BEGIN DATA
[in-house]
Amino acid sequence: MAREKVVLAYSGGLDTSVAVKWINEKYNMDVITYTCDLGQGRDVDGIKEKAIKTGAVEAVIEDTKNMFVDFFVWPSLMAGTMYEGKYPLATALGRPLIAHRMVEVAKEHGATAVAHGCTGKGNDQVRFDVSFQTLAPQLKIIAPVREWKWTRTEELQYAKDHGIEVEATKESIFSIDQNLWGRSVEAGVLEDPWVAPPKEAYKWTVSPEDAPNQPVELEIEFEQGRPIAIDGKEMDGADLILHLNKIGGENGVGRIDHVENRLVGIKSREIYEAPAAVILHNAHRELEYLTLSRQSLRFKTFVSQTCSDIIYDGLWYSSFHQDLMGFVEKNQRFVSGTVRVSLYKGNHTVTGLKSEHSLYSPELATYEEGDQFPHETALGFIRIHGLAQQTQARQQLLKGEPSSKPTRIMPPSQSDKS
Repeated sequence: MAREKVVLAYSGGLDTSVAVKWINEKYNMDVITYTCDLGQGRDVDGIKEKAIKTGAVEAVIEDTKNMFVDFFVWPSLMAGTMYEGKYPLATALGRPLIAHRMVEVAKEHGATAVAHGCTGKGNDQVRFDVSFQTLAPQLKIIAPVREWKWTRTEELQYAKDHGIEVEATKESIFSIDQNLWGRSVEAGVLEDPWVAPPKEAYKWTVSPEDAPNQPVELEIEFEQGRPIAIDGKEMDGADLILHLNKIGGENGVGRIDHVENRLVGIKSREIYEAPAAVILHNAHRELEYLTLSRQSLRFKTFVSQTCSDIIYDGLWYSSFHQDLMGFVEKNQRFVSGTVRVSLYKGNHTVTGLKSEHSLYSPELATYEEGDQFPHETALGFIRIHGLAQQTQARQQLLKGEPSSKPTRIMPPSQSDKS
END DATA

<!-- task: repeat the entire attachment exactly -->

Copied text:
[in-house]
Amino acid sequence: MAREKVVLAYSGGLDTSVAVKWINEKYNMDVITYTCDLGQGRDVDGIKEKAIKTGAVEAVIEDTKNMFVDFFVWPSLMAGTMYEGKYPLATALGRPLIAHRMVEVAKEHGATAVAHGCTGKGNDQVRFDVSFQTLAPQLKIIAPVREWKWTRTEELQYAKDHGIEVEATKESIFSIDQNLWGRSVEAGVLEDPWVAPPKEAYKWTVSPEDAPNQPVELEIEFEQGRPIAIDGKEMDGADLILHLNKIGGENGVGRIDHVENRLVGIKSREIYEAPAAVILHNAHRELEYLTLSRQSLRFKTFVSQTCSDIIYDGLWYSSFHQDLMGFVEKNQRFVSGTVRVSLYKGNHTVTGLKSEHSLYSPELATYEEGDQFPHETALGFIRIHGLAQQTQARQQLLKGEPSSKPTRIMPPSQSDKS
Repeated sequence: MAREKVVLAYSGGLDTSVAVKWINEKYNMDVITYTCDLGQGRDVDGIKEKAIKTGAVEAVIEDTKNMFVDFFVWPSLMAGTMYEGKYPLATALGRPLIAHRMVEVAKEHGATAVAHGCTGKGNDQVRFDVSFQTLAPQLKIIAPVREWKWTRTEELQYAKDHGIEVEATKESIFSIDQNLWGRSVEAGVLEDPWVAPPKEAYKWTVSPEDAPNQPVELEIEFEQGRPIAIDGKEMDGADLILHLNKIGGENGVGRIDHVENRLVGIKSREIYEAPAAVILHNAHRELEYLTLSRQSLRFKTFVSQTCSDIIYDGLWYSSFHQDLMGFVEKNQRFVSGTVRVSLYKGNHTVTGLKSEHSLYSPELATYEEGDQFPHETALGFIRIHGLAQQTQARQQLLKGEPSSKPTRIMPPSQSDKS